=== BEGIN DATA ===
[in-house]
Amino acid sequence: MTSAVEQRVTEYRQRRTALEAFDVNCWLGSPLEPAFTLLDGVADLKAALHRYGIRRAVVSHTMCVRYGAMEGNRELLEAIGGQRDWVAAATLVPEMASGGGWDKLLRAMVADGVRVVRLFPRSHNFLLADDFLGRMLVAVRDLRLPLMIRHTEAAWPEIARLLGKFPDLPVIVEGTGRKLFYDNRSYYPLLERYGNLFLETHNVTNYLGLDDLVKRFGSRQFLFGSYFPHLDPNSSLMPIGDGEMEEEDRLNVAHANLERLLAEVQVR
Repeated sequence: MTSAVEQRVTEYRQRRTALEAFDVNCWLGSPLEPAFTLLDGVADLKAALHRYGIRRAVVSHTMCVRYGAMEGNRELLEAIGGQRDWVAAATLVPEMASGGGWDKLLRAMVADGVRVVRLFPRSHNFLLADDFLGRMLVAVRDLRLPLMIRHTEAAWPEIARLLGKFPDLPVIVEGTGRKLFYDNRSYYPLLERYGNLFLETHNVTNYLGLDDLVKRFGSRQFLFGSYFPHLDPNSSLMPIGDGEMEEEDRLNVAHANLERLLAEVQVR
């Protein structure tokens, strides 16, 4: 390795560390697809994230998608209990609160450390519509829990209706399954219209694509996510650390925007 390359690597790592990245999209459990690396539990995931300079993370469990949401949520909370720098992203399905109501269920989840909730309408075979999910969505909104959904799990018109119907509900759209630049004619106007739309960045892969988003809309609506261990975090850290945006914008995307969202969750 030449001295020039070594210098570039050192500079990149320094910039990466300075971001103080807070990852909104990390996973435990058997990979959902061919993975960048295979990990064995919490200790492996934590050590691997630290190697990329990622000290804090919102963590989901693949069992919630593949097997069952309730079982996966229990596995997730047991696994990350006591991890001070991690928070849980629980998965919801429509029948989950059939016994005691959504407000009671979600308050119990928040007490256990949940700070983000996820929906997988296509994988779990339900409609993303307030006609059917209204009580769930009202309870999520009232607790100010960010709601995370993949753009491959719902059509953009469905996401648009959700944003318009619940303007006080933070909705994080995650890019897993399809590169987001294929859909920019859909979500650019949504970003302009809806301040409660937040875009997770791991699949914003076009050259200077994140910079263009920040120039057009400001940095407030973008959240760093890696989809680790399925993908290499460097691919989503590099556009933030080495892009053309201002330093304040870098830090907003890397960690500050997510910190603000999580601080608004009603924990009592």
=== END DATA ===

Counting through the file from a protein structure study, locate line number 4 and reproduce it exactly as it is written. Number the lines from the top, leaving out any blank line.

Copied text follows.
């Protein structure tokens, strides 16, 4: 390795560390697809994230998608209990609160450390519509829990209706399954219209694509996510650390925007 390359690597790592990245999209459990690396539990995931300079993370469990949401949520909370720098992203399905109501269920989840909730309408075979999910969505909104959904799990018109119907509900759209630049004619106007739309960045892969988003809309609506261990975090850290945006914008995307969202969750 030449001295020039070594210098570039050192500079990149320094910039990466300075971001103080807070990852909104990390996973435990058997990979959902061919993975960048295979990990064995919490200790492996934590050590691997630290190697990329990622000290804090919102963590989901693949069992919630593949097997069952309730079982996966229990596995997730047991696994990350006591991890001070991690928070849980629980998965919801429509029948989950059939016994005691959504407000009671979600308050119990928040007490256990949940700070983000996820929906997988296509994988779990339900409609993303307030006609059917209204009580769930009202309870999520009232607790100010960010709601995370993949753009491959719902059509953009469905996401648009959700944003318009619940303007006080933070909705994080995650890019897993399809590169987001294929859909920019859909979500650019949504970003302009809806301040409660937040875009997770791991699949914003076009050259200077994140910079263009920040120039057009400001940095407030973008959240760093890696989809680790399925993908290499460097691919989503590099556009933030080495892009053309201002330093304040870098830090907003890397960690500050997510910190603000999580601080608004009603924990009592």